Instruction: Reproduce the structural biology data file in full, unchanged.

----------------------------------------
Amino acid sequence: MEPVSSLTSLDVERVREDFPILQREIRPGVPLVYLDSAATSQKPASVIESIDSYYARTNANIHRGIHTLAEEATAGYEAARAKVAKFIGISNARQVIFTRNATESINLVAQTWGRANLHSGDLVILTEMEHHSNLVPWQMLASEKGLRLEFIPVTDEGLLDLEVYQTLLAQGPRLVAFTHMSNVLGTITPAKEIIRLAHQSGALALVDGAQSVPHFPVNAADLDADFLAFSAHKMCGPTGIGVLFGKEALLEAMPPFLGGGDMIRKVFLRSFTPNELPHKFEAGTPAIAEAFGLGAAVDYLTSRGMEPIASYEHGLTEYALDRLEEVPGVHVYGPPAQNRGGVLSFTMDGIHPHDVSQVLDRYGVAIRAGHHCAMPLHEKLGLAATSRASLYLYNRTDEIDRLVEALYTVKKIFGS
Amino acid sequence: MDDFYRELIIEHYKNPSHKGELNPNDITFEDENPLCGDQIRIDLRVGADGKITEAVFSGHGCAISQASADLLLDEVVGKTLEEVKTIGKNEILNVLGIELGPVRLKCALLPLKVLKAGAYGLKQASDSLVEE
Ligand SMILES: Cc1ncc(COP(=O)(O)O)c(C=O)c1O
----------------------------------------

Amino acid sequence: MEPVSSLTSLDVERVREDFPILQREIRPGVPLVYLDSAATSQKPASVIESIDSYYARTNANIHRGIHTLAEEATAGYEAARAKVAKFIGISNARQVIFTRNATESINLVAQTWGRANLHSGDLVILTEMEHHSNLVPWQMLASEKGLRLEFIPVTDEGLLDLEVYQTLLAQGPRLVAFTHMSNVLGTITPAKEIIRLAHQSGALALVDGAQSVPHFPVNAADLDADFLAFSAHKMCGPTGIGVLFGKEALLEAMPPFLGGGDMIRKVFLRSFTPNELPHKFEAGTPAIAEAFGLGAAVDYLTSRGMEPIASYEHGLTEYALDRLEEVPGVHVYGPPAQNRGGVLSFTMDGIHPHDVSQVLDRYGVAIRAGHHCAMPLHEKLGLAATSRASLYLYNRTDEIDRLVEALYTVKKIFGS
Amino acid sequence: MDDFYRELIIEHYKNPSHKGELNPNDITFEDENPLCGDQIRIDLRVGADGKITEAVFSGHGCAISQASADLLLDEVVGKTLEEVKTIGKNEILNVLGIELGPVRLKCALLPLKVLKAGAYGLKQASDSLVEE
Ligand SMILES: Cc1ncc(COP(=O)(O)O)c(C=O)c1O